We often hear about fabrics, and we often hear about networks—but on paper, an in practice, they often seem to be the same thing. Leaving aside the many realms of vendor hype, what’s really the difference? Poking around on the ‘net, I came across a couple of definitions that seemed useful, at least at first blush. For instance, SDN Search gives provides the following insight—
The word fabric is used as a metaphor to illustrate the idea that if someone were to document network components and their relationships on paper, the lines would weave back and forth so densely that the diagram would resemble a woven piece of cloth.
While this is interesting, it gives us more of a “on the paper” answer than what might be called a functional view. The entry at Wikipedia is more operationally based—
Switched Fabric or switching fabric is a network topology in which network nodes interconnect via one or more network switches (particularly crossbar switches). Because a switched fabric network spreads network traffic across multiple physical links, it yields higher total throughput than broadcast networks, such as early Ethernet.
Greg has an interesting (though older) post up on the topic, and Brocade has an interesting (and longer) white paper up on the topic. None of these, however, seem to have complete picture. So what is a fabric?
To define a fabric in terms of functionality, I would look at several attributes, including—
- the regularity and connectiveness of the nodes (network devices) and edges (links)
- the design of the traffic flow, specifically how traffic is channeled to individually connected devices
- the performance goals the topology is designed to fulfill in terms of forwarding
You’ll notice that, unlike the definition given by many vendors, I’m not too interested in whether the fabric is treated as “one device” or “many devices.” Many vendors will throw the idea that a fabric must be treated as a single “thing,” unlike a network, which treats each device independently. This is clever marketing, of course, because it differentiates the vendor’s “fabric offering” from home grown (or built from component) fabrics, but that’s primarily what it is—marketing. While it might be a nice feature of any network or fabric to make administration easier, it’s not definitional in the way the performance and design of the network are.
In fact, what’s bound to start happening in the next few years is vendors are going to call overlay systems, or vertically integrated systems, for all sorts of things, like a “campus fabric,” or a “wide area fabric.” Another marketing ploy to watch out for is going to be interplay with the software defined moniker—if it’s “software defined,” is a “fabric.” Balderdash.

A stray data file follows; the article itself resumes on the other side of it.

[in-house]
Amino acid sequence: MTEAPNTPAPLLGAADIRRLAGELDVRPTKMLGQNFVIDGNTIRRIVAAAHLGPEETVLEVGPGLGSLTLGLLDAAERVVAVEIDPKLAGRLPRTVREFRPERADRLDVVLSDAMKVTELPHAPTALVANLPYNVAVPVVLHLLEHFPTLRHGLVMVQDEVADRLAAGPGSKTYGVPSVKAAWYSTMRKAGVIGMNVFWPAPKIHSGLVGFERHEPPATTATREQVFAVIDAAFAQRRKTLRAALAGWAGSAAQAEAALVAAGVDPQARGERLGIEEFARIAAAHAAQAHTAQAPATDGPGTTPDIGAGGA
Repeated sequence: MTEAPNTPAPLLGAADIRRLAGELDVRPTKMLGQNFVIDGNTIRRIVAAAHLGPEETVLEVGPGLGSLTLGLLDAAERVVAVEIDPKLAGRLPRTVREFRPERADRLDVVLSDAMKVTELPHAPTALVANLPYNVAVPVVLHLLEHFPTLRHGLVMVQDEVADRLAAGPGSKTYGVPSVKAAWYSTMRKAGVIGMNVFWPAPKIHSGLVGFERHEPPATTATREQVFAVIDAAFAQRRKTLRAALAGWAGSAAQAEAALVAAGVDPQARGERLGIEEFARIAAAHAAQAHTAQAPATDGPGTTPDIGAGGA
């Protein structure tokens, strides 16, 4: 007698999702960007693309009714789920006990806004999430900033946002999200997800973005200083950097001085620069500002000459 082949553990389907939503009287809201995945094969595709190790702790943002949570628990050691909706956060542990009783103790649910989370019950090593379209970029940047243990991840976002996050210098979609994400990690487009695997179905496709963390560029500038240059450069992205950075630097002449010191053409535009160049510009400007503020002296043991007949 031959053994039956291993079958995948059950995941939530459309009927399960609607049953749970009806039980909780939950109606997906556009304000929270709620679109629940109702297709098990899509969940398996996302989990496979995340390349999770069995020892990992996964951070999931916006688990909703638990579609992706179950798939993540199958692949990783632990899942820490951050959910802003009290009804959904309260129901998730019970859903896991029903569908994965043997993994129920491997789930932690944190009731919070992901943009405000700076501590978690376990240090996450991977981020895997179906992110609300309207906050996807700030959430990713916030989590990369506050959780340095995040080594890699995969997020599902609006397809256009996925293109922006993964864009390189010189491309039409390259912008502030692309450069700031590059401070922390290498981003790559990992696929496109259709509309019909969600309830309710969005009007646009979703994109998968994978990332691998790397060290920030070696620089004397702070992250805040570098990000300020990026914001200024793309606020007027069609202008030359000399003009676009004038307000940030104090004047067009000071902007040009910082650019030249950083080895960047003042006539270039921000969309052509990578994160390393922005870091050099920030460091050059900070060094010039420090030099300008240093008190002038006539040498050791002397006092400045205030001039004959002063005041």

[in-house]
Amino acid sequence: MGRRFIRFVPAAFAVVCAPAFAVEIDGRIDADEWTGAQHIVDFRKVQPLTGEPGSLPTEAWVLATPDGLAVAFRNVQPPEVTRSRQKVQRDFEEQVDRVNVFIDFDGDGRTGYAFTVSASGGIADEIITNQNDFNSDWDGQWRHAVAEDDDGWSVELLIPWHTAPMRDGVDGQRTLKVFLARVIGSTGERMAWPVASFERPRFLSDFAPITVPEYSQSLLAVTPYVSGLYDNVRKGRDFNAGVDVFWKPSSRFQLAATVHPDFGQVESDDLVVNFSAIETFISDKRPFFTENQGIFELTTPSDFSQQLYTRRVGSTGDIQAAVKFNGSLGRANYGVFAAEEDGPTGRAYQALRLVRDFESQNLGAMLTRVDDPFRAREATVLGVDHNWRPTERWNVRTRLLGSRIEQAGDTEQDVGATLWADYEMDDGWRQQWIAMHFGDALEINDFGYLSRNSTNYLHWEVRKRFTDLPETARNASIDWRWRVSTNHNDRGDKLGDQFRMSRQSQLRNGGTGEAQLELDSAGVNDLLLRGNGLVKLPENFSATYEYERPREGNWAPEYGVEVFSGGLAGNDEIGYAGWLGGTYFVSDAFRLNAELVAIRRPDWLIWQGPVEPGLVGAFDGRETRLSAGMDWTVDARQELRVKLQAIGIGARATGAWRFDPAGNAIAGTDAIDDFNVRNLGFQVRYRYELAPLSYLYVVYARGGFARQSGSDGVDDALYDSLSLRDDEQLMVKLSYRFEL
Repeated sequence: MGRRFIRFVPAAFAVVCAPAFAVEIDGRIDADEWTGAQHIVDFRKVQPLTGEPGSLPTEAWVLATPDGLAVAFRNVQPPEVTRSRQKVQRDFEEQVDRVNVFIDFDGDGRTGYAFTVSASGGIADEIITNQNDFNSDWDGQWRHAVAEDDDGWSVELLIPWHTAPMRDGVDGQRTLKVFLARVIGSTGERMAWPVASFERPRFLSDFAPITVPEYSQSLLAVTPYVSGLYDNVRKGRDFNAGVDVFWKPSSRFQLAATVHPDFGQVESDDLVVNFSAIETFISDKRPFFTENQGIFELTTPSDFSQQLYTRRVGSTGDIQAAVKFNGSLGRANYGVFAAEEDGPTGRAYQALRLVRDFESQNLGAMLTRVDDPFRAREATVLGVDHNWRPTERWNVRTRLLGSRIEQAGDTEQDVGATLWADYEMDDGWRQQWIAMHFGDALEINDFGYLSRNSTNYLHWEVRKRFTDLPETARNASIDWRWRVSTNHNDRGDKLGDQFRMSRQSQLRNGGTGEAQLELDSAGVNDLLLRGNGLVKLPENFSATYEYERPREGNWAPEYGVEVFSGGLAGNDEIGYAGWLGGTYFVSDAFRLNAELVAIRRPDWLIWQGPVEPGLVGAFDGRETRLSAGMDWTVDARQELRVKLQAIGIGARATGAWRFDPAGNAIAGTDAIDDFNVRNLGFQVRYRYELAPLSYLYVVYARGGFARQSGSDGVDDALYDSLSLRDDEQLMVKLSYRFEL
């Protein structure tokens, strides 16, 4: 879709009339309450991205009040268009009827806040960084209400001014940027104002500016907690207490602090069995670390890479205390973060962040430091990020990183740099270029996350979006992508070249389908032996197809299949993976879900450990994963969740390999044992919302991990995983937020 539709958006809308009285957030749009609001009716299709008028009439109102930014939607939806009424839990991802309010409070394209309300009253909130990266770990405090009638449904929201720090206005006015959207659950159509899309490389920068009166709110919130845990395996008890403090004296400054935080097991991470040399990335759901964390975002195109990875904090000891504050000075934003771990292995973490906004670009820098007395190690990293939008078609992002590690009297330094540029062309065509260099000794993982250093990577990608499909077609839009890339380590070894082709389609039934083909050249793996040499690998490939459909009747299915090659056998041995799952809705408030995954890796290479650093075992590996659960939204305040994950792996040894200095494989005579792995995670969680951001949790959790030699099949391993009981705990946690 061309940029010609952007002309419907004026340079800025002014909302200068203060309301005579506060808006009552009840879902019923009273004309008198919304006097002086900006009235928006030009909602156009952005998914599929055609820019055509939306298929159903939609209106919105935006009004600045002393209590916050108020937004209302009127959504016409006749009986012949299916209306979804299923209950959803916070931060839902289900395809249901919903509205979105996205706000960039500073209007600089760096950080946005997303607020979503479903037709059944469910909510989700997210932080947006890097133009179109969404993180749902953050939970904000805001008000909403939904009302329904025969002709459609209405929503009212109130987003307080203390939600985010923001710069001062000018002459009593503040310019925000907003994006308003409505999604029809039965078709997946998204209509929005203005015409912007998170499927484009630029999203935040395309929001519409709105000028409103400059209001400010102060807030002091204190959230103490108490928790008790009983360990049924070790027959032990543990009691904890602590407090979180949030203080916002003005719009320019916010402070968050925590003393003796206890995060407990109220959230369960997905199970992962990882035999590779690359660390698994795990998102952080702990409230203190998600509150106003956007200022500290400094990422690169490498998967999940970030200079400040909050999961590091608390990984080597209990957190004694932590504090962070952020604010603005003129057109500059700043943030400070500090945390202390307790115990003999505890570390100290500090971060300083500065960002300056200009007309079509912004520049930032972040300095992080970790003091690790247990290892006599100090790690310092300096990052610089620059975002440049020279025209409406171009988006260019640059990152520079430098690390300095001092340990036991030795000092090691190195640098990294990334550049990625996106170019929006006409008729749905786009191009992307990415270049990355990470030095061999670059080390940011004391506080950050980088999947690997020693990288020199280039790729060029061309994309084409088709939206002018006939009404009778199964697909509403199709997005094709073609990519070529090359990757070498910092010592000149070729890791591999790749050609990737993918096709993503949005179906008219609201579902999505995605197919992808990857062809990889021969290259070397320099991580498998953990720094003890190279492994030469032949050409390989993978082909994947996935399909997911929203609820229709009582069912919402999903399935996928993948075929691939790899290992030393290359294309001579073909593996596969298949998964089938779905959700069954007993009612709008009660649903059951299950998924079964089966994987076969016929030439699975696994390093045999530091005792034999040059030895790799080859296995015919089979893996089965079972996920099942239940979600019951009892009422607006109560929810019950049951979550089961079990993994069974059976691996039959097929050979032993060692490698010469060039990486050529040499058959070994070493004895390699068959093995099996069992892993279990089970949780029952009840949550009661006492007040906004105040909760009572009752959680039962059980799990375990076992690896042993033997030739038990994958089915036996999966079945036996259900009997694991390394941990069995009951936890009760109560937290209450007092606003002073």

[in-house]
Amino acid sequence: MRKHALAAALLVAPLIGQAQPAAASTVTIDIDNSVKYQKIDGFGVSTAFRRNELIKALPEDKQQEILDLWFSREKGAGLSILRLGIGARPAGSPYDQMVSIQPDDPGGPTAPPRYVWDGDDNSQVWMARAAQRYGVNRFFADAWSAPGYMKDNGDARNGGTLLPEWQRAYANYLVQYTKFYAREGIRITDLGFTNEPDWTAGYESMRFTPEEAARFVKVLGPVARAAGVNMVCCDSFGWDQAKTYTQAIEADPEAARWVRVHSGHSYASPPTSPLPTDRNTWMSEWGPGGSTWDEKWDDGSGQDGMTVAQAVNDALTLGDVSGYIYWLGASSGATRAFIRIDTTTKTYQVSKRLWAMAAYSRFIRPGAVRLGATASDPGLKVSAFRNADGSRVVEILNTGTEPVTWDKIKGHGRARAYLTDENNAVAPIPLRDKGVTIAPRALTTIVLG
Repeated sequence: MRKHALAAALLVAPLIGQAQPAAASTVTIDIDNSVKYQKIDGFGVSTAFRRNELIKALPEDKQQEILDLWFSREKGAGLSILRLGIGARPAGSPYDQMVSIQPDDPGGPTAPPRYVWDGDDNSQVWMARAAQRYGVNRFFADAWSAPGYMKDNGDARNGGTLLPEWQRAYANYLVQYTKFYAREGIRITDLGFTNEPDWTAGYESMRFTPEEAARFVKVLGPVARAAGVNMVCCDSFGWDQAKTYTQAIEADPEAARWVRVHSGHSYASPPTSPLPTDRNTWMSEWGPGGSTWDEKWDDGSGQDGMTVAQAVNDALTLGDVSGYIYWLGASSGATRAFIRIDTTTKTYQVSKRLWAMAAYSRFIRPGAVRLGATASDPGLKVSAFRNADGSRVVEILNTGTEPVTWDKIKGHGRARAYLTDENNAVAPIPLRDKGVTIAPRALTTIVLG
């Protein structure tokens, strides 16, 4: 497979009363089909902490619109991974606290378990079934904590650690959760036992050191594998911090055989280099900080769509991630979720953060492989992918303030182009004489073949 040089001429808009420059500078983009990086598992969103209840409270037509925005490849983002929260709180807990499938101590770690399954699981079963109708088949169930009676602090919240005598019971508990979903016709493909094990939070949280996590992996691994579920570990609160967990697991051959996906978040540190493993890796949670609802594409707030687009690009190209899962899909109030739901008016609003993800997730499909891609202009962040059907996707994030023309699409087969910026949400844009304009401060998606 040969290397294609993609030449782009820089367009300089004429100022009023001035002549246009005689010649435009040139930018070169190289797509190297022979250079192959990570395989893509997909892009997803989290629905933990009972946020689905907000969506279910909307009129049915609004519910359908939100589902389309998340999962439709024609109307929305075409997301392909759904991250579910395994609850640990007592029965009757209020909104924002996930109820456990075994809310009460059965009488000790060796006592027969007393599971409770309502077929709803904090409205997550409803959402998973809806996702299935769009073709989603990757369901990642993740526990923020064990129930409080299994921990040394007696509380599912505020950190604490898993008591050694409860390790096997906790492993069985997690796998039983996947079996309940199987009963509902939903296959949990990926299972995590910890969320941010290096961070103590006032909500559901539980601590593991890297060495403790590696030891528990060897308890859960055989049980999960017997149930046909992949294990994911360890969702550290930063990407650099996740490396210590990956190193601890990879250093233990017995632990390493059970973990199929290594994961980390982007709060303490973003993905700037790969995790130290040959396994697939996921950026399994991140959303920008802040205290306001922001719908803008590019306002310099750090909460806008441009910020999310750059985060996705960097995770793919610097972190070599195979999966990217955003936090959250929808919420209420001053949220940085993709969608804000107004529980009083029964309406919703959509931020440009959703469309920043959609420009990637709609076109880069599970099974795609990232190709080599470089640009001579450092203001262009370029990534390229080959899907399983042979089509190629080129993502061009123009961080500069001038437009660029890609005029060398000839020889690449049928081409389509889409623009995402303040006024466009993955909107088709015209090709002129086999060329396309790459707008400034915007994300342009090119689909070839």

Let’s look at the three concepts I outlined above in a little more detail.
Fabrics have a well defined, regularly repeating topology. It doesn’t matter if the topology is planar or non-planar, what matters is that the topology is a regularly repeating “small topology” repeated in a larger topology.
In these diagrams, A is a regular topology; note you can take a copy of any four nodes, overlay them on any other four nodes, and see the repeating topology. A is also planar, as no two links cross. B is a nonplanar regular (or repeating) topology. C is not a regular topology, as the “subtopologies” do not repeat between the nodes. D is not a regular topology that is also nonplanar.
The regularity of the topology is a good rule of thumb that will help you quickly pick out most fabrics against most non-fabrics. Why? To understand the answer, we need to look at the rest of the properties of a fabric.
Design of the Traffic Flow
Several of the definitions given in my quick look through the ‘net mentioned this one: in a fabric, traffic is split across many available paths, rather than being pushed onto a smaller number of higher speed paths. The general rule of thumb is—if traffic can be split over a large number of ECMP paths, then you’re probably looking at a fabric, rather than a network. The only way to get a large number of ECMP paths is to create a regularly repeating topology, like the ones shown in A and B above.
But why does the number of ECMP paths matter? Because—fabric performance is normally quantifiable in somewhat regular mathematical terms. In other words, if you want to understand the performance of a fabric, you don’t need to examine the network topology as a “one off.” Perhaps a better way to say this: fabrics are not snowflakes in terms of performance. You might not know why a particular fabric performs a certain way (theoretically), but you can still know how it’s going to perform under specific conditions.
The most common case of this is the ability to calculate the oversubscription rate on the fabric; whatn amount of traffic can the network switch without contention, given the traffic is evenly distributed across sources and receivers? In a fabric, it’s easy enough to look at the edge ports offered, the bandwidth available to carry traffic at each stage, and determine at what level the fabric is going to introduce buffering as a result of link contention. This is probably the crucial defining characteristic of a fabric from a network design perspective.
Another one that’s interesting, and less often considered, is the maximum or typical jitter through the fabric in the absence of contention. If a fabric is properly designed, and the network devices used to build the fabric don’t mess with your math, you can generally get a pretty good idea of what the minimum and maximum delay will be from any edge port to any other edge port on a fabric. Within the broader class of network topologies, this is generally a matter of measuring the actual delays through the network, rather than a calculation that can be done beforehand.
While some might disagree, these are the crucial differences between “any old network topology” and a fabric from my perspective.